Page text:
Today was the day that I had been waiting for, I finally got the chance to head out into the Region Des Palmes.
While most of my work to date has been in Port-Au-Prince meeting with national government types, a significant part of the work that the PCM is doing is in the Region Des Palmes and supporting the four local governments there.
To get there you have to cross through some of the worst districts in PaP (not Cite Soleil, our drivers refuse to go in there!). The first thing that’s different that you see when you begin the journey are United Nations troops running around in anti-riot tanks. The UN post here is a veritable armed camp with troops in guard towers looking out. I asked around to try and understand why, but no seemed to know, just that it was like that.
The markets that we passed on the outskirts are different than the ones in town. They are filthy, with sewage flowing throw them and piles of garbage everywhere. Pigs and goats and feral dogs root through the piles of garbage, right next to the fruit vendors. Some piles of garbage are burning, so the market is covered with an acrid smoke. Fresh fish and freshly cut up chicken was laid out in the sun and dust, mere inches away from the cars and trucks passing by. Everywhere was poverty and filth.
Then I saw my first refugee camp. There are still an estimated 500,000 IDPs (internally displaced persons) in Haiti. The camps have achieved a permanence, and for many, it’s better there than where they were. Acres of tents, weather worn and tired, lined up. Surrounded by dust and garbage. Fields of drifting humanity.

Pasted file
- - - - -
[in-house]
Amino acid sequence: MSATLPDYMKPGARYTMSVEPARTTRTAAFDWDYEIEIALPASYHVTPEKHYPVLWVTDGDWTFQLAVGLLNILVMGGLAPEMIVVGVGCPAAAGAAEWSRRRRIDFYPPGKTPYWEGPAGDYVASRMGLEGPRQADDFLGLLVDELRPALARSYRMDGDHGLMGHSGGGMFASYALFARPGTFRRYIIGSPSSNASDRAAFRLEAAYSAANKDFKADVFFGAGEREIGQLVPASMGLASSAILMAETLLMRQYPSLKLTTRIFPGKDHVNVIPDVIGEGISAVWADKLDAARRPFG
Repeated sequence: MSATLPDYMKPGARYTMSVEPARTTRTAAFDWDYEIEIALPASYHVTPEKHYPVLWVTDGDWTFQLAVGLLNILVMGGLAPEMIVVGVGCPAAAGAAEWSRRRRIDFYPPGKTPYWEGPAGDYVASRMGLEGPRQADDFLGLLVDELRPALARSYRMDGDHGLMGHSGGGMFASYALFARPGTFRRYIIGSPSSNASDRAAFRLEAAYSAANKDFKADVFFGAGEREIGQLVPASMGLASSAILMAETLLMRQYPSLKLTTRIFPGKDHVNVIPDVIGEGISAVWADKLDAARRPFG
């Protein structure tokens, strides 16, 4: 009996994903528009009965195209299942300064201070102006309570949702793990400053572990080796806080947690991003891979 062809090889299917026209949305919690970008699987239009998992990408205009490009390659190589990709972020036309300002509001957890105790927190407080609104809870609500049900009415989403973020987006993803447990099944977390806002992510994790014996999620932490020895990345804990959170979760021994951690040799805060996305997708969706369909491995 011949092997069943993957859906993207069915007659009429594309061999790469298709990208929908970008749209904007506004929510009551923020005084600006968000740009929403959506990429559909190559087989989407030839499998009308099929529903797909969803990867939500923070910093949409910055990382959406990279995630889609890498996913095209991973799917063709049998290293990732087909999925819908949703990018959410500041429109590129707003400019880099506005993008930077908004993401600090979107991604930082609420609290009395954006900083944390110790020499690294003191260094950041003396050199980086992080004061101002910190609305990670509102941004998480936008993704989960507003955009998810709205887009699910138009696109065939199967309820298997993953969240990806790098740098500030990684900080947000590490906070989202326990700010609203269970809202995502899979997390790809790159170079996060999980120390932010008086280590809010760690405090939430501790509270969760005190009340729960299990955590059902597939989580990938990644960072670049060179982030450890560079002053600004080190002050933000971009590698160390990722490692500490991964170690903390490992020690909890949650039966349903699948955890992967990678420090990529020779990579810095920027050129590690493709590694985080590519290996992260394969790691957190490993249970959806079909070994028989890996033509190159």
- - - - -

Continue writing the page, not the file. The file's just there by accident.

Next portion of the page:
So that was the bad part.
The Region Des Palmes is rolling hills along the coast to the west of PaP. It’s beautiful. It was the epicentre of the earthquake. Here, everything was flattened. And they are rebuilding. Everywhere you look are people working to rebuild their lives, one cement block at a time. The road is recently paved; they are building a new bridge; public squares are being renewed and rebuilt. Yes, there is still desperate poverty, but there is progress. There’s good work being done to come back. This is where the PCM that I’m working on is making a real difference in peoples lives.
The drive to Petit Goave is about 60 kms and takes about 2 hours. To get there, you pass through despair and hopelessness that you can feel to your core. Once there, you see and feel the possibility of what we can accomplish working together, one step at a time. You see the hope that passion and compassion together can deliver.
And I realize the journey is worth it.
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